March also saw the end of the New York International Children’s Film Festival. Here are all the Ogiue Maniax reviews from the event:

My Life as a Zucchini

Window Horses

Rudolf the Black Cat

Ancien and the Magic Tablet/Napping Princess

The runaway hit of the last season was definitely Kemono Friends. It was such a big deal I had to write about it twice… sort of.

I also got back on track on my chapter reviews of Kimi xxxru Koto Nakare. The series looks like it got delayed for a little while, but I hope it’s coming back. I really do think it’s an excellent series.

Lastly, it was a close call, but I wrote my thoughts on March Comes in like a Lion. I knew I’d like the show, but I’m even more impressed with how well the show makes its protagonist Rei relatable.

April means the end of the winter anime season and the start of some new shows. That means you’re likely going to see a bunch more reviews for anime that concluded this past season. Early on, I saw quite a few people online expressing their opinions that the winter was something of a disappointment. While this has turned around somewhat, thanks to the rising popularity of shows such as Kobayashi’s Dragon Maid and Kemono Friends, I feel like that idea still persists.

As for new shows, I’m looking forward to Love Rice a show about rice-themed idols. It’s as if Hanayo was allowed to make her own anime.

 

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Making an Ass Out of Me and Me: Ogiue Maniax Status Update for March 2017

mahogirls-sleepingbags

Perhaps I should do a review of March Comes in Like a Lion this month. It’d be the kind of super dumb joke I adore?

You know what else I adore? The support of my Patreon users!

General:

Johnny Trovato

Ko Ransom

Alex

Diogo Prado

Viga

Yoshitake Rika fans:

Elliot Page

Hato Kenjirou fans:

Elizabeth

Yajima Mirei fans:

Machi-Kurada

As I think about all I’ve written on the blog, a thought occurs to me: I might subconsciously assume more knowledge in my readers than I should. This is not an assertion that people who read the blog don’t know enough, but rather that I’ve written about so much over the years that it colors how I write on Ogiue Maniax. Because I avoid trying to repeat myself too much, I feel that I leave too many things unspoken, things that are worth explaining or elaborating upon for readers who are learning of certain elements of anime, manga, and Japanese pop culture for the first time. For this reason, I plan to be more conscious of newer audiences as I write. I’m aware that anime fans nowadays prefer to get their info from YouTube, but I should still make a greater effort to account for people who haven’t been reading my blog for 5+ years, i.e. most people.

Moving on, here are this past month’s blog highlights:

Two series I enjoy concluded recently: Maho Girls Precure and 3D Kanojo. The latter I’m especially fond of, and it’s one of my favorite shoujo manga in recent memory.

I also wrote about the incredible voice acting by Ishida Akira in Showa Genroku Rakugo Shinjuu, as well as the ambiguous morality of Saga of Tanya the Evil.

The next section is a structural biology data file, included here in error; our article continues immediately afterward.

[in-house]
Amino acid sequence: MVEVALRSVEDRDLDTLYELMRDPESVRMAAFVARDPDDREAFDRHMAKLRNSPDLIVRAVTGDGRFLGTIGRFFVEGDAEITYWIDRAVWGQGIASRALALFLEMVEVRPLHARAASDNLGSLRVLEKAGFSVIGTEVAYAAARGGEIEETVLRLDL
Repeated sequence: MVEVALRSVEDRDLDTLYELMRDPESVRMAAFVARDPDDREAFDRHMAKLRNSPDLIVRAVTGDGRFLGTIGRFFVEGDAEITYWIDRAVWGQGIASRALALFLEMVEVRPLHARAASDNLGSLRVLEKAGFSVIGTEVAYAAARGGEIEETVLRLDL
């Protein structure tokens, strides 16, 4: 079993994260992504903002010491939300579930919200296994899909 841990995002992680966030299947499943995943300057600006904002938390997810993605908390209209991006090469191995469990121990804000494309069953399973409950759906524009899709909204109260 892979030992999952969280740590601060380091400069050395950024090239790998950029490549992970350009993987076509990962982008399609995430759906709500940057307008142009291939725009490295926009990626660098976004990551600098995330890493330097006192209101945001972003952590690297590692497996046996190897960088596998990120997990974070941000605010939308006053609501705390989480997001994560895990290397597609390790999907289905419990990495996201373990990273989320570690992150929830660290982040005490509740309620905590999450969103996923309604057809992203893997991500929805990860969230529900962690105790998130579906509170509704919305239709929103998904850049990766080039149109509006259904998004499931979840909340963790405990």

And i you want to learn about one of the stranger Japanese manga one-shots out there, look no further than Chiyo’s Lips, a title about a relationship based on popping pimples (you might not want to read this over lunch).

March is shaping up to be quite a month, as it’s time for the New York International Children’s Film Festival. I’ll be seeing a whole bunch of movies in the next few weeks, so expect some reviews! I’ll also be writing up my re-read review of Genshiken volume 2.

See you on the lamb side!

 

 

 

Coast to Coast: Saga of Tanya the Evil

tanyatheevil

It’s very tempting to categorize Saga of Tanya the Evil according to its appearances. What else would you do about a series where a Japanese man is reincarnated as a blonde magical little girl in an alternate universe version of Nazi Germany? Is it fetishizing the Third Reich? Is it making an argument for authoritarianism and militarism through the lens of contemporary anime tropes? Questions abound, and yet I find that this anime is very difficult to gauge its moral direction, if there is any at all.

Tanya is a little girl who in another life was a ruthless salaryman dedicated to staying the reliable course that is assumed of his profession. So devoted a company man is he that he fires one of his employees for a minor infraction. Believing in the superiority of a detached, logical mindset, he fails to anticipate that his ex-employee would be so despondent as to push the salaryman in front of a moving train. At that moment, the man receives a message from God but refuses to believe in the existence of a higher power, which prompts God to reincarnate him as Tanya.

As Tanya, she has kept her memories of her previous incarnation, and at only 10 years old joins the imperial military due to her extremely high magical aptitude. Similar to her previous life, she sees the military as the steady course to a comfortable life, but a variety of contrivances both divine and coincidental cause her to consistently put her life (and her beliefs) in peril.

Given this back story, it’s possible to argue conflicting points. For example, the refusal by Tanya to let God control her could be seen as a defiance of fate and religion, but the fact that Tanya is constantly denying the existence of a supreme being despite everything that happens might render it a point in favor of religion. For me, I find that the main point of conflict and confusion when trying to analyze this series is actually the question of whether it’s supporting Tanya’s mindset or criticizing it (or maybe both!).

Tanya’s desire for the most stable track in life, and the calculated way she goes about it, has the appeal of an older science fiction protagonist. Often, she’ll say one thing and think the other, and it’s usually in service of appearing like an upstanding member of society in order to further her own desires. However, the subsequent derails that keep Tanya from that comfortable life might be a criticism of the Bubble Economy mindset that has been the cause of much anguish ever since the Japanese recession began. Where once the path to success was all but assured for many Japanese salarymen, that foundation crumbled underneath them, leading to (among other things) a crisis of masculinity.